WALTHAM, Mass. – The Boston Celtics have an extremely crowded backcourt this season.

But this is not what head coach Brad Stevens had in mind as a means of clearing it up.

The Celtics will be extremely short-handed in the backcourt when they play their first preseason game against an NBA team tomorrow night in Brooklyn.

Terry Rozier (knee) told the media on Monday that his injury would keep him out for Wednesday’s game against the Brooklyn Nets as well as Friday’s matchup versus the New York Knicks.

Stevens said he is also planning to give Avery Bradley (rest) Wednesday night off.

But in addition to Rozier and Bradley, Stevens said he’ll be without Marcus Smart (illness) as well.

“He’s got what everyone else had, plus fever and everything else,” Stevens said of Smart. “Going through that a little bit with our roster. Hopefully we’re nearing the end of it.”

A similar illness kept Amir Johnson from playing against Real Madrid last week, and led to Jonas Jerebko being unable to practice on Sunday.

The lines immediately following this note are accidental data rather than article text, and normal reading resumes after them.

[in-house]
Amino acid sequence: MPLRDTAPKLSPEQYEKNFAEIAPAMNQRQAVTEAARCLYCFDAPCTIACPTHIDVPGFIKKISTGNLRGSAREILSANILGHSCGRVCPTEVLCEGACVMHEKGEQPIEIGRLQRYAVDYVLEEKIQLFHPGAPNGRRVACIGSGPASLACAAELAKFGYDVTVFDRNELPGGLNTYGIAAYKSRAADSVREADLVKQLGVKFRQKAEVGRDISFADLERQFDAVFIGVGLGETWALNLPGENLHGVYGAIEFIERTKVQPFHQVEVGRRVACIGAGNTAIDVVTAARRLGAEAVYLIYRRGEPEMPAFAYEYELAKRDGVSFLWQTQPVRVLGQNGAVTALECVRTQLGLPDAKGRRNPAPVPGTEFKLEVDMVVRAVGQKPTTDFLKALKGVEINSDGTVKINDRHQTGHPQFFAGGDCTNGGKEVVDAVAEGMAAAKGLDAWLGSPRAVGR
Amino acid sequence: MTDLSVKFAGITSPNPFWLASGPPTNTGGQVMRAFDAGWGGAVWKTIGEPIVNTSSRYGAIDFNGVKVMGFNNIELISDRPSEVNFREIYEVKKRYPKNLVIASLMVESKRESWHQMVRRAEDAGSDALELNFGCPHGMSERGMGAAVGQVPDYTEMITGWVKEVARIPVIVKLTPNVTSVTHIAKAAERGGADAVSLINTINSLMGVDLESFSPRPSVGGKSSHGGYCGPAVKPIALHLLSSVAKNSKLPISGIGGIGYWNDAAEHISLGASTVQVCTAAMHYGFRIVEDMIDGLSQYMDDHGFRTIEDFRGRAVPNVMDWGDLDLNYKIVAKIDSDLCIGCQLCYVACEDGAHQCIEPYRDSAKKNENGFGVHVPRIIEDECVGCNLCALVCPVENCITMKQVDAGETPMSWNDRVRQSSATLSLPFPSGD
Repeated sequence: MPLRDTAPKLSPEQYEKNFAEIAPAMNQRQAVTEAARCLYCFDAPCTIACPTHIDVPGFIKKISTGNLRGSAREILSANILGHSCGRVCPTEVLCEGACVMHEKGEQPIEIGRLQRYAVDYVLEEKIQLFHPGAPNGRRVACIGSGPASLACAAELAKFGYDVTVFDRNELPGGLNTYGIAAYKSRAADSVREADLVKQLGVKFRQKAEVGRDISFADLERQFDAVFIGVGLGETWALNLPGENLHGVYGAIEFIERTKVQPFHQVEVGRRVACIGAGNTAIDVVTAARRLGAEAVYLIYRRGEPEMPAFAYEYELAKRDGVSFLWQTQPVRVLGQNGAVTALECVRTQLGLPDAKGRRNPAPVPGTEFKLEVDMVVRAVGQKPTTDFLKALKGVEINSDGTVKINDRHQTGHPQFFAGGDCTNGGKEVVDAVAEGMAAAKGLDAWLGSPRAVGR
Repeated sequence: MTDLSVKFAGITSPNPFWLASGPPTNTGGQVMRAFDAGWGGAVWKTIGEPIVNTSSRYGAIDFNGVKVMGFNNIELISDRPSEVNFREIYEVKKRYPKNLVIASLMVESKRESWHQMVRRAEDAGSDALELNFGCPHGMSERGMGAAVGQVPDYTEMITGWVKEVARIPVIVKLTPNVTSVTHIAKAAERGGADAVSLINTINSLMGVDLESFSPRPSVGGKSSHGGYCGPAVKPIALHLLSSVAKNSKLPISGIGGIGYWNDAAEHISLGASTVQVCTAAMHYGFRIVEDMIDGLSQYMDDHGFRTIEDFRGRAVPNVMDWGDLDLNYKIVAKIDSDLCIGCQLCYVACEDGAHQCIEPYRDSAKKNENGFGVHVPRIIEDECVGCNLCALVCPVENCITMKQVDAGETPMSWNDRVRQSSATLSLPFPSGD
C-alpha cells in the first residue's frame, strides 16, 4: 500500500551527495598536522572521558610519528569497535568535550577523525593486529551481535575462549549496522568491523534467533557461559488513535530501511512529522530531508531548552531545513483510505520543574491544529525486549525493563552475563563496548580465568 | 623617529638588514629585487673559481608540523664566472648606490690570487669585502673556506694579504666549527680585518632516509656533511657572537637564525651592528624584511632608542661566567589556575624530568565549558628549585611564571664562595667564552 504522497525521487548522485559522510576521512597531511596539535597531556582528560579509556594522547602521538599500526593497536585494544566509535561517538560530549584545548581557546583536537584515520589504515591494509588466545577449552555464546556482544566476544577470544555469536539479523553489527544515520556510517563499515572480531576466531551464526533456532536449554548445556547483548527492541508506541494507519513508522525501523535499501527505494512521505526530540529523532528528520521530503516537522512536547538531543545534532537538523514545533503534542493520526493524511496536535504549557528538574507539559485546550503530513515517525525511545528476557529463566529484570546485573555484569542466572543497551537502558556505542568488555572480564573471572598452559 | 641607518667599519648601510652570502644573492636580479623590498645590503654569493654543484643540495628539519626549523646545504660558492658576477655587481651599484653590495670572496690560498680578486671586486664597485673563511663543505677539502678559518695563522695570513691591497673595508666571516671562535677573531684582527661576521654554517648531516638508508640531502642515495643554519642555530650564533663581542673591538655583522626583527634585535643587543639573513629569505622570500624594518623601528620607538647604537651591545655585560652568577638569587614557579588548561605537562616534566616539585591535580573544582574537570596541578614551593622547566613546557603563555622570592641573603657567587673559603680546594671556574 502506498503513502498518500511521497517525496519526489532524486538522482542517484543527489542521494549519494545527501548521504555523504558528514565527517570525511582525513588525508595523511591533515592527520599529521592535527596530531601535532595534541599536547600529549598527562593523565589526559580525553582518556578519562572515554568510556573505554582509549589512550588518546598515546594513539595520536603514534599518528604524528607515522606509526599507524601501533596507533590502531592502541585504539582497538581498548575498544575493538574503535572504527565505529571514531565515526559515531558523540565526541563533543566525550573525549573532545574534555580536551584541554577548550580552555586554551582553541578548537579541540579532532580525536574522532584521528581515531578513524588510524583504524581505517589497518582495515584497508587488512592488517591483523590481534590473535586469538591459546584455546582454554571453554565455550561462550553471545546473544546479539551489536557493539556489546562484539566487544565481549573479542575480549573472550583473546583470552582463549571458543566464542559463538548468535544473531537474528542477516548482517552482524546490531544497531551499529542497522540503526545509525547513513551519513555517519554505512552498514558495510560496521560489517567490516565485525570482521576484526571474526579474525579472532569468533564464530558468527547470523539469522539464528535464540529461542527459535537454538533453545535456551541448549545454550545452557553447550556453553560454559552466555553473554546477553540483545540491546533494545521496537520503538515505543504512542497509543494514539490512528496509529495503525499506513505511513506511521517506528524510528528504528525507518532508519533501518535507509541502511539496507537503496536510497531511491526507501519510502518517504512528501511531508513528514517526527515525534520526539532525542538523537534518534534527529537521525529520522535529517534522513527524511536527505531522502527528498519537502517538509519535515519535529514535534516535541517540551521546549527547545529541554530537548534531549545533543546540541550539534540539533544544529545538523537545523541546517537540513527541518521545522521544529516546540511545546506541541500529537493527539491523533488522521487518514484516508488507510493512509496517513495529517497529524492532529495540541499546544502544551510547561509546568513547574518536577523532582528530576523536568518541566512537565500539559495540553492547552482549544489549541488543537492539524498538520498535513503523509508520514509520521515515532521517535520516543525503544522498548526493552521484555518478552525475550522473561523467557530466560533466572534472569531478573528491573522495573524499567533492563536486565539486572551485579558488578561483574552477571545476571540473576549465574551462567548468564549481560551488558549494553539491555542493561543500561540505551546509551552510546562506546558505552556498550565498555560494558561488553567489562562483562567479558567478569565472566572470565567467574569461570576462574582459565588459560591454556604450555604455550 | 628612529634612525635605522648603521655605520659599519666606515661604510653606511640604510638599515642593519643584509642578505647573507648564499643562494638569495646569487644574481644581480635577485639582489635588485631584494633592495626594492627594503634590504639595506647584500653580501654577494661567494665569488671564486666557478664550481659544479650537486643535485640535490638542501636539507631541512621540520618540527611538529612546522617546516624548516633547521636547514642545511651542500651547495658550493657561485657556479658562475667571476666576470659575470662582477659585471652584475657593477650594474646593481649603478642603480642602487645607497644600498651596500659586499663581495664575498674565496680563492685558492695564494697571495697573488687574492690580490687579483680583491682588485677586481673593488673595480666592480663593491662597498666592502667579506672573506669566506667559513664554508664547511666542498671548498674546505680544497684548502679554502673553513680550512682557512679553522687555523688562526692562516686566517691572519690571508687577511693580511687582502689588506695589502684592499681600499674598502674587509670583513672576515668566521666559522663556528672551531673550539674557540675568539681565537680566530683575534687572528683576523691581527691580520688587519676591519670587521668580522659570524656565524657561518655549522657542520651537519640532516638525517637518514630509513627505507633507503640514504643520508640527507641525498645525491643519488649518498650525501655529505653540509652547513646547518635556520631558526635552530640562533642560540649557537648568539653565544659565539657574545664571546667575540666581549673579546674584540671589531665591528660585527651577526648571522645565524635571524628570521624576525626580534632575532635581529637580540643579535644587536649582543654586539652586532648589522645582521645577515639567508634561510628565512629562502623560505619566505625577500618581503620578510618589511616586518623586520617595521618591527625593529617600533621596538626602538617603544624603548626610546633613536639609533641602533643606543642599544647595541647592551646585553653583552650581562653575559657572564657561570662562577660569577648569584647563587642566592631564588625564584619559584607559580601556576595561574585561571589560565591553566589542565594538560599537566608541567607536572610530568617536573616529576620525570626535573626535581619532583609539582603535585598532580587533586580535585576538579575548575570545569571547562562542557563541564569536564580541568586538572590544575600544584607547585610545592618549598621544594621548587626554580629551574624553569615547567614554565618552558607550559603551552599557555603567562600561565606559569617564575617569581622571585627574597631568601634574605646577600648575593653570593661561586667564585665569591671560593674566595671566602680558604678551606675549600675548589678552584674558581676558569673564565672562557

Stevens alluded to sitting other players as well in the near future.

The injuries and illnesses will afford a number of players more opportunities to play; namely Evan Turner.

A knee injury kept him out of the Celtics’ two games in Europe against Olimpia Milano and Real Madrid.

Both Turner and Stevens indicated this week that he would play on Wednesday, with Stevens going so far as to say that Turner might be in the starting lineup against Brooklyn.

“He practiced full yesterday,” Stevens said of Turner. “He’s good to go.”

Without Smart and Rozier around, Turner will find himself in a familiar position as the team’s primary playmaker when he’s in the game.

One of the to-be-determined dynamics of the Celtics this season will be how Turner adapts to playing without the ball in his hands as much as it was last season.

The Celtics have placed an emphasis on having Smart handle more of the play-making duties this season which will make it tougher for Turner to lead the team in assists (5.5) for the second straight season.

In addition, Turner had a passer frequency (the percentage of times a player made or received a pass to or from the given teammate) of 15.7 percent which was also tops on the team.

“He’ll be excited to play. Evan likes basketball. If there was a game at Y tomorrow and Evan wasn’t in the NBA, he’d probably find it,” Stevens said. “He’s one of the guys that for 82 games you don’t worry about the passion ever becoming a factor.”